After Qatar Airways chief Akbar Al Baker threw cold water on a potential CSeries purchase at the Farnborough Air Show due to engine maintenance costs for Pratt & Whitney's PW1524G, one of Bombardier's top commercial executives now says the prolonged order negotiations are back on track.
The frenetic pace of July's international air show does not "do justice to the complexity of buying an airplane", says Bombardier vice president for commercial aircraft programmes Ben Boehm. "Bombardier is in no way concerned about whether or not there is a maintenance cost issue on the engine." .
He adds Bombardier is "still very confident that Qatar, Pratt and ourselves are going to come to an amicable agreement sometime in the future".
Al Baker, who has used his prominent position in the industry to publicly discuss the nuances of order negotiations, said at the Farnborough air show maintenance cost on the aircraft's twin engines remained a sticking point. P&W has touted a 20% maintenance cost savings over current engines, due to its cooler-running hot section, which has fewer parts.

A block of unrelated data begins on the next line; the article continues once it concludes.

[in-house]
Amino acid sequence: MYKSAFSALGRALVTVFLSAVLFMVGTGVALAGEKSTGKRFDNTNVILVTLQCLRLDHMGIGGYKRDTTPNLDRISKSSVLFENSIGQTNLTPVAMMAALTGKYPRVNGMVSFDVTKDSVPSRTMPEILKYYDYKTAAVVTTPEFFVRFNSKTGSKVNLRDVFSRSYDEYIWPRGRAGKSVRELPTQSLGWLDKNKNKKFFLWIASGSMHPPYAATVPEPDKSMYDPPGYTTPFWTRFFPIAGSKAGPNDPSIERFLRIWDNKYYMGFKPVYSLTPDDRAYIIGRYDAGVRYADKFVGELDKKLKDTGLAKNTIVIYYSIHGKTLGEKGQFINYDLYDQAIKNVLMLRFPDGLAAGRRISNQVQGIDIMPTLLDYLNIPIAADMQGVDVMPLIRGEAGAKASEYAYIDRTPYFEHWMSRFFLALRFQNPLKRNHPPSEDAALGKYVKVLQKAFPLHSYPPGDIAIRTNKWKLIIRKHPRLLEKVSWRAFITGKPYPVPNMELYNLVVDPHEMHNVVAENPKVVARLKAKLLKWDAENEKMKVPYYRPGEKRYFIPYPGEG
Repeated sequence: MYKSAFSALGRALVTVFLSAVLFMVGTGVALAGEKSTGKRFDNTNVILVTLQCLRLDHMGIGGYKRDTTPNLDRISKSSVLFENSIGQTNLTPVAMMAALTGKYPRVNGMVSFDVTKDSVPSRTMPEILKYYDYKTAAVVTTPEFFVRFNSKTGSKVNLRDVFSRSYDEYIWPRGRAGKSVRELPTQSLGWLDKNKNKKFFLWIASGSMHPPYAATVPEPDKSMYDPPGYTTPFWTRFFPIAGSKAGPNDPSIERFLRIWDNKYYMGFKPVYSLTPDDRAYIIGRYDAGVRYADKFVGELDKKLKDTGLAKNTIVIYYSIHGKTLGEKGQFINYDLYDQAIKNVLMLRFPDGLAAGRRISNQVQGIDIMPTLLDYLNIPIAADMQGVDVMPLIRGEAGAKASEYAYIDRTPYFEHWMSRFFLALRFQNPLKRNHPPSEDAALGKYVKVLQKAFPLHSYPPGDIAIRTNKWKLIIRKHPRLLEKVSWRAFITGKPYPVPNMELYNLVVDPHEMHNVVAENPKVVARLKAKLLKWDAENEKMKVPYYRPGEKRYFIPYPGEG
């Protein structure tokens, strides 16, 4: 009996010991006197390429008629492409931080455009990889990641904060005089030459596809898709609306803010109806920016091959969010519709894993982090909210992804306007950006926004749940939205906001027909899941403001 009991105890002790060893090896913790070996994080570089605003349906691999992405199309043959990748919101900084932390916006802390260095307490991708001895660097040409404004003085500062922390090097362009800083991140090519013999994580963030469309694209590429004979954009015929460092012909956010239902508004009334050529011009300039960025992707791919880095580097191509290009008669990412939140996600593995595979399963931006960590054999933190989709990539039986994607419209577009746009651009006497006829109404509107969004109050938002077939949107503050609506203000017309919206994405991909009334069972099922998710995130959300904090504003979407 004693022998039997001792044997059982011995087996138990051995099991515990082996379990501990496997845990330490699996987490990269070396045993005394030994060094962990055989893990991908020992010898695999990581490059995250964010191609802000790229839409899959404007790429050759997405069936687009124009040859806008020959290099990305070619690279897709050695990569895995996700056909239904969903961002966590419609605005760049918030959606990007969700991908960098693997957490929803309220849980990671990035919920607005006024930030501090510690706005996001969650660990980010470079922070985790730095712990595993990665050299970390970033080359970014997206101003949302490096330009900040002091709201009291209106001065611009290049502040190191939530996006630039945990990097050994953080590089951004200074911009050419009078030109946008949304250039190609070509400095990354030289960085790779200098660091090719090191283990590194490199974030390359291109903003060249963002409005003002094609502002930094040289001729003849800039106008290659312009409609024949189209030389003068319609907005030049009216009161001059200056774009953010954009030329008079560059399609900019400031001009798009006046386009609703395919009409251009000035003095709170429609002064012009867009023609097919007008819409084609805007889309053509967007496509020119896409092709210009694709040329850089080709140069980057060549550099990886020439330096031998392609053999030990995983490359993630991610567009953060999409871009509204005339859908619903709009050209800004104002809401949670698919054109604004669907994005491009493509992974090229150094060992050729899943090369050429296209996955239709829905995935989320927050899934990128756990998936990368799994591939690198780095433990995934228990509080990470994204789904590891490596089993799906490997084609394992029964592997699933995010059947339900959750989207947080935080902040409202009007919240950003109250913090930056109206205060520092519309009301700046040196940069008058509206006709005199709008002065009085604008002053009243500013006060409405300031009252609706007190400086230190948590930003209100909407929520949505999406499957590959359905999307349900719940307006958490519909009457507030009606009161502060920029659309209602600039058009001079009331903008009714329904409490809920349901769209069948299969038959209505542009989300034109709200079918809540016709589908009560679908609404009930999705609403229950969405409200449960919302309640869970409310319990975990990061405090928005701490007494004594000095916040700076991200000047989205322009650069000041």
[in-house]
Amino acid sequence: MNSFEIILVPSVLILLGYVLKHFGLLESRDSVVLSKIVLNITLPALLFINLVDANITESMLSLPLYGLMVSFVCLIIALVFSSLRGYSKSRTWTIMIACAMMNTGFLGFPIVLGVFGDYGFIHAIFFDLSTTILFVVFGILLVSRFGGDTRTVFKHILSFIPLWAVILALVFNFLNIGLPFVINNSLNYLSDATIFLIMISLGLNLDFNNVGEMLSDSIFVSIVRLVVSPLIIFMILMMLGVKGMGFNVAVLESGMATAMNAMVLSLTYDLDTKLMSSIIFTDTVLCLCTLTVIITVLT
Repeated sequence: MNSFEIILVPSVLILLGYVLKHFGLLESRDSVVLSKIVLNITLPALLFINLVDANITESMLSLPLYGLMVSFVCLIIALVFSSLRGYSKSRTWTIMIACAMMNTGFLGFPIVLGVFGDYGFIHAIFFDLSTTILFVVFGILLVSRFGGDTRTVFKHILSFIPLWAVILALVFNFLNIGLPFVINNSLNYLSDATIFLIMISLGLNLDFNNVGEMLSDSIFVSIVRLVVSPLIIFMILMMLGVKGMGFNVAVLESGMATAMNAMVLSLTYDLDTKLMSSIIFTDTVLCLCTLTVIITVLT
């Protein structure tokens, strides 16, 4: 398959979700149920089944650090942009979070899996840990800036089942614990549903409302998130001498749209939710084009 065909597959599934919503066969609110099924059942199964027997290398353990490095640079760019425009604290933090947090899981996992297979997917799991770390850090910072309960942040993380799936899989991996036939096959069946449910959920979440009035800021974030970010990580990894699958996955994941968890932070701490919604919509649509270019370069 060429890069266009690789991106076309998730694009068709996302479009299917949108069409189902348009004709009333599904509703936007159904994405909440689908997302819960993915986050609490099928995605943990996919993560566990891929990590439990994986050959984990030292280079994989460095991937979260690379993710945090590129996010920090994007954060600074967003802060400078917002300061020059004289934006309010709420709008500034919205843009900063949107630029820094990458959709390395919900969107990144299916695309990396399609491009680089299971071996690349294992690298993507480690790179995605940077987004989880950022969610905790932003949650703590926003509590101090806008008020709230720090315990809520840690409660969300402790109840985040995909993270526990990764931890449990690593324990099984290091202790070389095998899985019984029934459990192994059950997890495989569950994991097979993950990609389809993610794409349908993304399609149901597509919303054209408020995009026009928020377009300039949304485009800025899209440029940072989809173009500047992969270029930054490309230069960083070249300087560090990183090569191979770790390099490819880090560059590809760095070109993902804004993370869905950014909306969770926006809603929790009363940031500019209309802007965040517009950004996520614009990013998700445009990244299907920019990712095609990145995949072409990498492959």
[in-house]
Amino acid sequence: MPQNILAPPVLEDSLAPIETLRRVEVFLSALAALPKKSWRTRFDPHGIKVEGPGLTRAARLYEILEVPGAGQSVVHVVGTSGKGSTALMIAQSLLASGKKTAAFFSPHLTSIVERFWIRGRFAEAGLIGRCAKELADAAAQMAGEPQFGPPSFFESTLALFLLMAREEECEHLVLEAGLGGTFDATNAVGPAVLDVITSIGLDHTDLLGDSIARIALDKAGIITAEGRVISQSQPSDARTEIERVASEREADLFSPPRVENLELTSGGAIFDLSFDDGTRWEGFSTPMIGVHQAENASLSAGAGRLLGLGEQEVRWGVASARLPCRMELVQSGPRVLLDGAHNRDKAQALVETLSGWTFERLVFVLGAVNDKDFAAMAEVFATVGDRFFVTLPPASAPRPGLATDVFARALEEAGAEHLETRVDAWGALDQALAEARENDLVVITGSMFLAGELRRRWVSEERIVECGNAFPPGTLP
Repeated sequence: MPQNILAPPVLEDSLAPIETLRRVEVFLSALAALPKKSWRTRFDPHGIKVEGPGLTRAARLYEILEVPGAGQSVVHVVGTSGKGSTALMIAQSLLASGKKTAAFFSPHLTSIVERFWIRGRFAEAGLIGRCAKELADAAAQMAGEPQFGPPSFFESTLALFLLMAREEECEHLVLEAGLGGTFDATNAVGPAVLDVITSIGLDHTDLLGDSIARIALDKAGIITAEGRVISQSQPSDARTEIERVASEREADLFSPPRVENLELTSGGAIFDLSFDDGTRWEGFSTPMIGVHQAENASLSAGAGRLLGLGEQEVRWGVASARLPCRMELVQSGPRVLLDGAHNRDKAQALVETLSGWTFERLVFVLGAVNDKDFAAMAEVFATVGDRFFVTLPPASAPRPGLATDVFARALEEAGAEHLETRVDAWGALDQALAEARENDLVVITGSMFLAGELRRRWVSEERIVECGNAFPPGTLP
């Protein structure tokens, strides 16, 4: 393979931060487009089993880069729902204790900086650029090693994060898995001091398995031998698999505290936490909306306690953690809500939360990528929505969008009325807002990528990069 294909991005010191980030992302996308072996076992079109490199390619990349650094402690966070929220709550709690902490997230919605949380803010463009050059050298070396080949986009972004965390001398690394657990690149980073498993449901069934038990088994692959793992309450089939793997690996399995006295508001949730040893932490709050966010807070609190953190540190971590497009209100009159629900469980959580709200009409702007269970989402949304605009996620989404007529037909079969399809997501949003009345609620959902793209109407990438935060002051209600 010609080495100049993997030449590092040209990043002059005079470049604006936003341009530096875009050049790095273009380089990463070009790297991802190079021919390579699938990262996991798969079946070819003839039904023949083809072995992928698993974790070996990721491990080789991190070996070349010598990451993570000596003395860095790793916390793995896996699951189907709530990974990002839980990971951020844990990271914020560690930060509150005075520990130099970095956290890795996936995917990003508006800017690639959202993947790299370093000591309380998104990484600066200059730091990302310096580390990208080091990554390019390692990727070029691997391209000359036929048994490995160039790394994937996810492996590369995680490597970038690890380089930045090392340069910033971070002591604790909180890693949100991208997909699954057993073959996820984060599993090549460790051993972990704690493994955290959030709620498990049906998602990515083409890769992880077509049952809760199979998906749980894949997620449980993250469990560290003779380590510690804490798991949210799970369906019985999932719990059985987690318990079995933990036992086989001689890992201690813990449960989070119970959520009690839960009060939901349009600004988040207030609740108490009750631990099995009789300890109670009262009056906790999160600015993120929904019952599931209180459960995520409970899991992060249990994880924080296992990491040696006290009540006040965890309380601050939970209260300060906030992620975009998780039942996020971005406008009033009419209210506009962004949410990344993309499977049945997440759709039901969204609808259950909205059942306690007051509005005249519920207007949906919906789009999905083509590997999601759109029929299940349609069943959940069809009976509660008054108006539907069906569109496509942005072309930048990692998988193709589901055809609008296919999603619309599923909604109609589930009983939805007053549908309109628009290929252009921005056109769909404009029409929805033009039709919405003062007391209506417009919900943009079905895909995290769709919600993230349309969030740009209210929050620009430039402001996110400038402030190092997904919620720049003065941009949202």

"If the airframe delivers everything we want but the maintenance costs on the engine will be higher than what we want to pay, then we have an issue," said Al Baker. "So until we tie up the whole package as one deal, Qatar does not order the aircraft."
"We don't see these as things you should be negotiating in the public realm," says Boehm. "I think what you should take away from it is that every time they talk about it in public, that should give an indication that we're still talking, between Qatar and ourselves, which is a great thing."
Bohem says the programme remains on track for its order forecast with 90 firm orders and 90 options for the 110 to 149-seat jetliner, and adds one or more orders is still expected before the close of 2010.
The CS100, the smaller of the two planned CSeries variants, is scheduled to enter service with a yet to be determined launch customer in 2013.